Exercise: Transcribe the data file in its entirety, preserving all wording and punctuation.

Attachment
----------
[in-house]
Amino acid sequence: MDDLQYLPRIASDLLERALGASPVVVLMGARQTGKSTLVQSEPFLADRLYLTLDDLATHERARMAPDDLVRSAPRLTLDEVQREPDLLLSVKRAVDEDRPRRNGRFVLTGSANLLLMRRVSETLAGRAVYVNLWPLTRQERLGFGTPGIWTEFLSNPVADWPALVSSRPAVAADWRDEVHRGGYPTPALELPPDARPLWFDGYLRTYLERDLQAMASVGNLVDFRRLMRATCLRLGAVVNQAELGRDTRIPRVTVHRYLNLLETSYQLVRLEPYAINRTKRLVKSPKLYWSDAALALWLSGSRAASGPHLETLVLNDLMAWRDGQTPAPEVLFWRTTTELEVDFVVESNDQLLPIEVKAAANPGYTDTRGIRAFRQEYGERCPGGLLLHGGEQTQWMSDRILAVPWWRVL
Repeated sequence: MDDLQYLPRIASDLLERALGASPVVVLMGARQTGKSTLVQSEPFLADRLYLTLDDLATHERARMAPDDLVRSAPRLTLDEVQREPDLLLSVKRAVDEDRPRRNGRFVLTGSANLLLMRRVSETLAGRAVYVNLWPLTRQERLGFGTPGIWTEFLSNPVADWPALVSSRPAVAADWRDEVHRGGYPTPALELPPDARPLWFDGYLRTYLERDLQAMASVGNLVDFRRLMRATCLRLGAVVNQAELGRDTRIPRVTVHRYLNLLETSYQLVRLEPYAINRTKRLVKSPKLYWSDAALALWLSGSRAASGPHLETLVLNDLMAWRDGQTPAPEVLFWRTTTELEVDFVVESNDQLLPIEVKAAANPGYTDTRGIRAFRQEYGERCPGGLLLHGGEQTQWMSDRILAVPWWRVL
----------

[in-house]
Amino acid sequence: MDDLQYLPRIASDLLERALGASPVVVLMGARQTGKSTLVQSEPFLADRLYLTLDDLATHERARMAPDDLVRSAPRLTLDEVQREPDLLLSVKRAVDEDRPRRNGRFVLTGSANLLLMRRVSETLAGRAVYVNLWPLTRQERLGFGTPGIWTEFLSNPVADWPALVSSRPAVAADWRDEVHRGGYPTPALELPPDARPLWFDGYLRTYLERDLQAMASVGNLVDFRRLMRATCLRLGAVVNQAELGRDTRIPRVTVHRYLNLLETSYQLVRLEPYAINRTKRLVKSPKLYWSDAALALWLSGSRAASGPHLETLVLNDLMAWRDGQTPAPEVLFWRTTTELEVDFVVESNDQLLPIEVKAAANPGYTDTRGIRAFRQEYGERCPGGLLLHGGEQTQWMSDRILAVPWWRVL
Repeated sequence: MDDLQYLPRIASDLLERALGASPVVVLMGARQTGKSTLVQSEPFLADRLYLTLDDLATHERARMAPDDLVRSAPRLTLDEVQREPDLLLSVKRAVDEDRPRRNGRFVLTGSANLLLMRRVSETLAGRAVYVNLWPLTRQERLGFGTPGIWTEFLSNPVADWPALVSSRPAVAADWRDEVHRGGYPTPALELPPDARPLWFDGYLRTYLERDLQAMASVGNLVDFRRLMRATCLRLGAVVNQAELGRDTRIPRVTVHRYLNLLETSYQLVRLEPYAINRTKRLVKSPKLYWSDAALALWLSGSRAASGPHLETLVLNDLMAWRDGQTPAPEVLFWRTTTELEVDFVVESNDQLLPIEVKAAANPGYTDTRGIRAFRQEYGERCPGGLLLHGGEQTQWMSDRILAVPWWRVL